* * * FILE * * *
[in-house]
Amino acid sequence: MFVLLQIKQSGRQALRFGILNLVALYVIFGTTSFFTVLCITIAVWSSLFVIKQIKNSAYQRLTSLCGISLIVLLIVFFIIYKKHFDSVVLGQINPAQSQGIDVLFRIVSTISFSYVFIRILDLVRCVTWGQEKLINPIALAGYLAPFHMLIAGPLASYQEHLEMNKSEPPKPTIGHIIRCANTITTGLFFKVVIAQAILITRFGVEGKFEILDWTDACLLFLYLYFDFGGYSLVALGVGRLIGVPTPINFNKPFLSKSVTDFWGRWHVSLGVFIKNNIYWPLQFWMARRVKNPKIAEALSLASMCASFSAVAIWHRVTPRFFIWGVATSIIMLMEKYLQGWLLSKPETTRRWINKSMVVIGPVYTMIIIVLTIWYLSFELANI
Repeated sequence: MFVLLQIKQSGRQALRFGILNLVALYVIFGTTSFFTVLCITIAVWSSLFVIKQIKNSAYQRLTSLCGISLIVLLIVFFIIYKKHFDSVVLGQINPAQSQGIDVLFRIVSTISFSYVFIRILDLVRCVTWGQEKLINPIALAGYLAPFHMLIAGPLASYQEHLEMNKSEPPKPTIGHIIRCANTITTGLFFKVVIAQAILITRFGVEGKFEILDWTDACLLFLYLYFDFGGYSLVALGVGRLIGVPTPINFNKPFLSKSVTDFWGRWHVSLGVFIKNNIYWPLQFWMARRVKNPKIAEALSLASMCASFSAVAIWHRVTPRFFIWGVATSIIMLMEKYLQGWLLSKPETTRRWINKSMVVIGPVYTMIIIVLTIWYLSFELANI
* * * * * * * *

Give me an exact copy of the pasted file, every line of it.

[in-house]
Amino acid sequence: MFVLLQIKQSGRQALRFGILNLVALYVIFGTTSFFTVLCITIAVWSSLFVIKQIKNSAYQRLTSLCGISLIVLLIVFFIIYKKHFDSVVLGQINPAQSQGIDVLFRIVSTISFSYVFIRILDLVRCVTWGQEKLINPIALAGYLAPFHMLIAGPLASYQEHLEMNKSEPPKPTIGHIIRCANTITTGLFFKVVIAQAILITRFGVEGKFEILDWTDACLLFLYLYFDFGGYSLVALGVGRLIGVPTPINFNKPFLSKSVTDFWGRWHVSLGVFIKNNIYWPLQFWMARRVKNPKIAEALSLASMCASFSAVAIWHRVTPRFFIWGVATSIIMLMEKYLQGWLLSKPETTRRWINKSMVVIGPVYTMIIIVLTIWYLSFELANI
Repeated sequence: MFVLLQIKQSGRQALRFGILNLVALYVIFGTTSFFTVLCITIAVWSSLFVIKQIKNSAYQRLTSLCGISLIVLLIVFFIIYKKHFDSVVLGQINPAQSQGIDVLFRIVSTISFSYVFIRILDLVRCVTWGQEKLINPIALAGYLAPFHMLIAGPLASYQEHLEMNKSEPPKPTIGHIIRCANTITTGLFFKVVIAQAILITRFGVEGKFEILDWTDACLLFLYLYFDFGGYSLVALGVGRLIGVPTPINFNKPFLSKSVTDFWGRWHVSLGVFIKNNIYWPLQFWMARRVKNPKIAEALSLASMCASFSAVAIWHRVTPRFFIWGVATSIIMLMEKYLQGWLLSKPETTRRWINKSMVVIGPVYTMIIIVLTIWYLSFELANI